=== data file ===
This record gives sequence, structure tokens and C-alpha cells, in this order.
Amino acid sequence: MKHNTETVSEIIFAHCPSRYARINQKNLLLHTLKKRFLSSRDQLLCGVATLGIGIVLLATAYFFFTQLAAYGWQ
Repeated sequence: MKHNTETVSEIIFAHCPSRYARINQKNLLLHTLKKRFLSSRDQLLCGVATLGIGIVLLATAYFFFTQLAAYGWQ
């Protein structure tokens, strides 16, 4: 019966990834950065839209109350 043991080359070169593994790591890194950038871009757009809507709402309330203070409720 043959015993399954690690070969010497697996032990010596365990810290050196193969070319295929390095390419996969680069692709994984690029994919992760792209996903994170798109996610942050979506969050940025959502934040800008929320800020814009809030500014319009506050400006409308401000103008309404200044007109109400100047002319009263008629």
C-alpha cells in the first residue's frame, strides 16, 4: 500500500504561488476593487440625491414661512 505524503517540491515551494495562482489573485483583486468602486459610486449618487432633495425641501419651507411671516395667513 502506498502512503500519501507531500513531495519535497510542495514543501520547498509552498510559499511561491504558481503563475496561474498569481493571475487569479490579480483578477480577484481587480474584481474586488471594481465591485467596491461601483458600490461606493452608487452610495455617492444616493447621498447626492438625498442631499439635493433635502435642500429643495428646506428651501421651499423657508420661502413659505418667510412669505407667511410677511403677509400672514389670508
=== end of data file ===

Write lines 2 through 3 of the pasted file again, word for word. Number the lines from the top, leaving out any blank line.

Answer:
Amino acid sequence: MKHNTETVSEIIFAHCPSRYARINQKNLLLHTLKKRFLSSRDQLLCGVATLGIGIVLLATAYFFFTQLAAYGWQ
Repeated sequence: MKHNTETVSEIIFAHCPSRYARINQKNLLLHTLKKRFLSSRDQLLCGVATLGIGIVLLATAYFFFTQLAAYGWQ